In view of these findings, the researchers advise: "A uniform and comprehensive solution to the problem of foreseeable differences in old-age provision should first and foremost consist of a return to public pension insurance that safeguards the standard of living and protects against poverty."Only if this is not politically feasible do the experts believe it would make sense to accelerate the expansion of company pension plans.
In large companies, the company pension plan is quite widespread. But this is not enough to close the reform-related gaps in the statutory pension insurance system. This is the conclusion of a new study by the Economic and Social Research Institute (WSI) of the Hans Bockler Foundation.
Since the 2001 pension reforms, occupational pensions have taken on a new function: they are no longer just a supplementary benefit. Instead, as the second of three pillars of the pension system, it should "secure the standard of living in old age in conjunction with the statutory pension insurance," according to WSI social insurance expert Dr. Florian Blank and Sabrina Wiecek.
Based on the WSI survey of works councils, the researchers determined which companies with codetermination offer company pension plans and to what extent employees take advantage of the opportunity to invest a portion of their wages tax-free for old age. Or if they get extra payments from the employer for this purpose. The evaluation makes clear that there is "by far not in all companies" an offer for old-age provision. And even if corresponding options exist in the company, the works councils surveyed state on average that less than half of the employees make use of so-called deferred compensation.
In view of these findings, the researchers advise: "A uniform and comprehensive solution to the problem of foreseeable differences in old-age provision should primarily consist of a return to public pension insurance that safeguards the standard of living and protects against poverty."Only if this is not politically feasible do the experts believe it would make sense to accelerate the expansion of occupational pensions. According to Blank and Wiecek, regulations would then be needed to ensure greater dissemination of occupational pensions and to ensure that contributions and acquired entitlements of different employees are more uniform.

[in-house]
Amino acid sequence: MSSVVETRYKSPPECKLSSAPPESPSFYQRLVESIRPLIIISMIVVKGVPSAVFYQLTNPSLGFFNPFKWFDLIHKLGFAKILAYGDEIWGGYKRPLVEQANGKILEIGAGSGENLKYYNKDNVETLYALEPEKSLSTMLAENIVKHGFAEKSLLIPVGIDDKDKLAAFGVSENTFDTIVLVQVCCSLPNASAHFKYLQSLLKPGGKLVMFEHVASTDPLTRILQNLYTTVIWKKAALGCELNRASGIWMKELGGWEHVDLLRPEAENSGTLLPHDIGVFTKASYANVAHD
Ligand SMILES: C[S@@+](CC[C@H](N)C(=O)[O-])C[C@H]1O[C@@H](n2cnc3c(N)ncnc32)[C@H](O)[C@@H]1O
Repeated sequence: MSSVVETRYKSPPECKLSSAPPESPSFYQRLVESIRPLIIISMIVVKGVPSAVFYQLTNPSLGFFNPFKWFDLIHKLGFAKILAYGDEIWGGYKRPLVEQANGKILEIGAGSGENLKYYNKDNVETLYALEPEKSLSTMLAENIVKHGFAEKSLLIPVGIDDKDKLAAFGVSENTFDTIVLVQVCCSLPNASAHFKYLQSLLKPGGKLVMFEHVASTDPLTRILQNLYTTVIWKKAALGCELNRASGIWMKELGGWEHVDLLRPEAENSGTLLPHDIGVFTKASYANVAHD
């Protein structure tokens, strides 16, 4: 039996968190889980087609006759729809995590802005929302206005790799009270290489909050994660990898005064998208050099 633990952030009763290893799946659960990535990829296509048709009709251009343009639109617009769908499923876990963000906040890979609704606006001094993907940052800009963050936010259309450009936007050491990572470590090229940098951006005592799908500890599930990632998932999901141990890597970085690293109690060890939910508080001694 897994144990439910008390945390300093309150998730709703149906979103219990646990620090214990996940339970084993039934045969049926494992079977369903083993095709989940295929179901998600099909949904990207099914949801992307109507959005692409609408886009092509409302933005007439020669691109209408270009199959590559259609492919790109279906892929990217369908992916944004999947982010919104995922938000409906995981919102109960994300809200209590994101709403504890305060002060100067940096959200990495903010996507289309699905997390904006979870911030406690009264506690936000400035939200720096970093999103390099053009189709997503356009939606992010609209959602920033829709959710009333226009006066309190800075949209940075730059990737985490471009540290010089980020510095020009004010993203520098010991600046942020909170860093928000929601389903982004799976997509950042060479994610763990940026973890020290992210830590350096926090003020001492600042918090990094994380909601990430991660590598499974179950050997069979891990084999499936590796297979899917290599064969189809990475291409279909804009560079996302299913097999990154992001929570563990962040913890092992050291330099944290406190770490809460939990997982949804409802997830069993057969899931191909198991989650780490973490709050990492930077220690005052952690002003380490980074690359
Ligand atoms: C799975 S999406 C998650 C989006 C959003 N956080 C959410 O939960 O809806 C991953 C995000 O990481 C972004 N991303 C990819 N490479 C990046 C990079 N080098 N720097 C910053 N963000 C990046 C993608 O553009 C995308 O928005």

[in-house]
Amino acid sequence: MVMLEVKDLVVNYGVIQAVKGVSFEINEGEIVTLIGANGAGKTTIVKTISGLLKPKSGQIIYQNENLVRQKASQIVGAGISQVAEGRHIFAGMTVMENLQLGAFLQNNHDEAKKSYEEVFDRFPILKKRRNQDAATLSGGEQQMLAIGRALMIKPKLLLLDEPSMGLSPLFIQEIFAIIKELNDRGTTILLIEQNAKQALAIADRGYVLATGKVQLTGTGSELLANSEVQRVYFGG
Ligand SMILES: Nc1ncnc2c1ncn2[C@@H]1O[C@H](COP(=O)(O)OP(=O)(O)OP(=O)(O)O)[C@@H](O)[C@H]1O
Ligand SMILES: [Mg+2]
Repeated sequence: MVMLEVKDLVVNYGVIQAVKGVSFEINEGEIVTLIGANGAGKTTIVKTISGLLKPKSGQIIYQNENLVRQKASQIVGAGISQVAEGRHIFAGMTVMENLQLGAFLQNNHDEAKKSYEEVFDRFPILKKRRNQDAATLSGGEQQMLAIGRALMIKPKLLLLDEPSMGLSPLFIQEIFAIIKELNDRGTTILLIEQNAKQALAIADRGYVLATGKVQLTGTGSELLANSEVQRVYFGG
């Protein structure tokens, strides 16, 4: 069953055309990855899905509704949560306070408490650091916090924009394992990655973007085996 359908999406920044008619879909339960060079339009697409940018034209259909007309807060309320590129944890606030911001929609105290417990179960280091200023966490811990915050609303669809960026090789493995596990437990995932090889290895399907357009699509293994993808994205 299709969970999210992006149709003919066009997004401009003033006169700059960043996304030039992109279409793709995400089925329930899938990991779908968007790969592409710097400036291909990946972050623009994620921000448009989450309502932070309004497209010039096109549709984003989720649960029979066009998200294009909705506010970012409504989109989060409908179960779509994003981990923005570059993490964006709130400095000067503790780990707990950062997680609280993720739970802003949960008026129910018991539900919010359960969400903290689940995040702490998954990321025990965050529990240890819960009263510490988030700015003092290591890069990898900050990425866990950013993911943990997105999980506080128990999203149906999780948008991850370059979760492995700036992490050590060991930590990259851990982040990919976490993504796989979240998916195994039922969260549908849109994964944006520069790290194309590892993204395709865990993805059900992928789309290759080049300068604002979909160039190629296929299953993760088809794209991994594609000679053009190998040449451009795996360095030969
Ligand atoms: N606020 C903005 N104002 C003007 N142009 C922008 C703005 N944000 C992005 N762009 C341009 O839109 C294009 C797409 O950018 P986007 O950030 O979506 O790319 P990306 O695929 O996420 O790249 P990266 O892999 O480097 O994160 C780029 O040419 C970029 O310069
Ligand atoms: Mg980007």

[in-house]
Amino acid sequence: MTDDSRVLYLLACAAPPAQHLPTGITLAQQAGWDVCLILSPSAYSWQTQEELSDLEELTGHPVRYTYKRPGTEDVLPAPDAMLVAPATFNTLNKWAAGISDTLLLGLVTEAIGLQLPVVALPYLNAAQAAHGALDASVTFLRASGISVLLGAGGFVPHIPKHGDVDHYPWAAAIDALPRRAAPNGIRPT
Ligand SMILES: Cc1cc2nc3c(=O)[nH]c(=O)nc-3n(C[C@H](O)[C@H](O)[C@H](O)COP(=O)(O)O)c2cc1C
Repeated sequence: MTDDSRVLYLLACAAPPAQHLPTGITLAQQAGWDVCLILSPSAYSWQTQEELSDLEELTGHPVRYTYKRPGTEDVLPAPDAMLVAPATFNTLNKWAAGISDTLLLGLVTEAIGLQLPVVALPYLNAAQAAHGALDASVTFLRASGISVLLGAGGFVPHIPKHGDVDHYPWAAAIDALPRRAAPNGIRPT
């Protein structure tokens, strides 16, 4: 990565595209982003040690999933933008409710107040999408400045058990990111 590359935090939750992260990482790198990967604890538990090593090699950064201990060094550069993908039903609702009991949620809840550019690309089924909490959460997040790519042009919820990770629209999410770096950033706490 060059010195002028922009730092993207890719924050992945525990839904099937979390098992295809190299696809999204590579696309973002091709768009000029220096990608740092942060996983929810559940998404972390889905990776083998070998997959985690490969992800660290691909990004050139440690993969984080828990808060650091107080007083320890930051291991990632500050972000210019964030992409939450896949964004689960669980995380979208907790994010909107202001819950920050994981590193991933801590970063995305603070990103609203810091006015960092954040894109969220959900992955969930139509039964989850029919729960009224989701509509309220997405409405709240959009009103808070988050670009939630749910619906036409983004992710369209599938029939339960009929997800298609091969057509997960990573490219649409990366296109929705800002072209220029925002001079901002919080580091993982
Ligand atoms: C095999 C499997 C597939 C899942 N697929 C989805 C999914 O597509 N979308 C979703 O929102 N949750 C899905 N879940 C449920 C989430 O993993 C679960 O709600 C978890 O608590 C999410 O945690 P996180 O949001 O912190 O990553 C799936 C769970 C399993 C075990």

No nationwide coverage. The study is based on data from just under 2.000 companies with works councils as a basis. The study is representative of co-determined companies with 20 or more employees. 72 percent of them, i.e. by no means all, offer their employees a company pension plan. If a deferred compensation plan is offered, works councils report on average that just under 40 percent of employees make use of it. In relation to the entirety of the companies surveyed – including those without an offer – the usage rate is only 23 percent.
The spread of company pension schemes varies according to the size of the company: Nine out of ten large companies with more than 2.000 employees offer retirement benefits. Among businesses with fewer than 50 employees, only six in 10 do.
In addition, WSI researcher Blank points to the latest figures from the German Federal Statistical Office, which show that participation in company pension schemes is strongly dependent on income: Only 6.2 percent of employees with a gross hourly wage around 10 euros or less use the option of deferred compensation. For higher earners, on the other hand, who get more than 23 euros per hour, it is a good third. "So far, company pensions, just like Riester pensions, are bypassing the very people who need them most," says the scientist.
According to Blank, this fact also calls into question the discussed supplementary pension. This is because it envisages paying the pension subsidy only to former low-income earners who have made company or private provisions for their retirement. "But low-income workers in particular lack the financial means to do so," says Blank.